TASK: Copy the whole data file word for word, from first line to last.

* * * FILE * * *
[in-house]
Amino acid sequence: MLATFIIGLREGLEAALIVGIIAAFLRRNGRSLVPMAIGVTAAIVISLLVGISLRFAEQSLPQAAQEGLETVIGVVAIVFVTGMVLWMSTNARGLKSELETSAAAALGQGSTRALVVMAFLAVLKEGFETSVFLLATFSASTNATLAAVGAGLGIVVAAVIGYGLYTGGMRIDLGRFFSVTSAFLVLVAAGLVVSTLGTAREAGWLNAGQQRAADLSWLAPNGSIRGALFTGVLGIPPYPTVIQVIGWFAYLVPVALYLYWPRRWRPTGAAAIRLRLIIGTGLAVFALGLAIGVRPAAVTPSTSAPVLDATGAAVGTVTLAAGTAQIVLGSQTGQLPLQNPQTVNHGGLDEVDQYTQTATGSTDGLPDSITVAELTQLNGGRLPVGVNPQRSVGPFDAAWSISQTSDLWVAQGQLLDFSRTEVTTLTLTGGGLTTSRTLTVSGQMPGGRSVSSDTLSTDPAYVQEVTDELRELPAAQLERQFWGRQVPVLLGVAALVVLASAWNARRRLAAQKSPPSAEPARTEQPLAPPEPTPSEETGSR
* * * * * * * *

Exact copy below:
[in-house]
Amino acid sequence: MLATFIIGLREGLEAALIVGIIAAFLRRNGRSLVPMAIGVTAAIVISLLVGISLRFAEQSLPQAAQEGLETVIGVVAIVFVTGMVLWMSTNARGLKSELETSAAAALGQGSTRALVVMAFLAVLKEGFETSVFLLATFSASTNATLAAVGAGLGIVVAAVIGYGLYTGGMRIDLGRFFSVTSAFLVLVAAGLVVSTLGTAREAGWLNAGQQRAADLSWLAPNGSIRGALFTGVLGIPPYPTVIQVIGWFAYLVPVALYLYWPRRWRPTGAAAIRLRLIIGTGLAVFALGLAIGVRPAAVTPSTSAPVLDATGAAVGTVTLAAGTAQIVLGSQTGQLPLQNPQTVNHGGLDEVDQYTQTATGSTDGLPDSITVAELTQLNGGRLPVGVNPQRSVGPFDAAWSISQTSDLWVAQGQLLDFSRTEVTTLTLTGGGLTTSRTLTVSGQMPGGRSVSSDTLSTDPAYVQEVTDELRELPAAQLERQFWGRQVPVLLGVAALVVLASAWNARRRLAAQKSPPSAEPARTEQPLAPPEPTPSEETGSR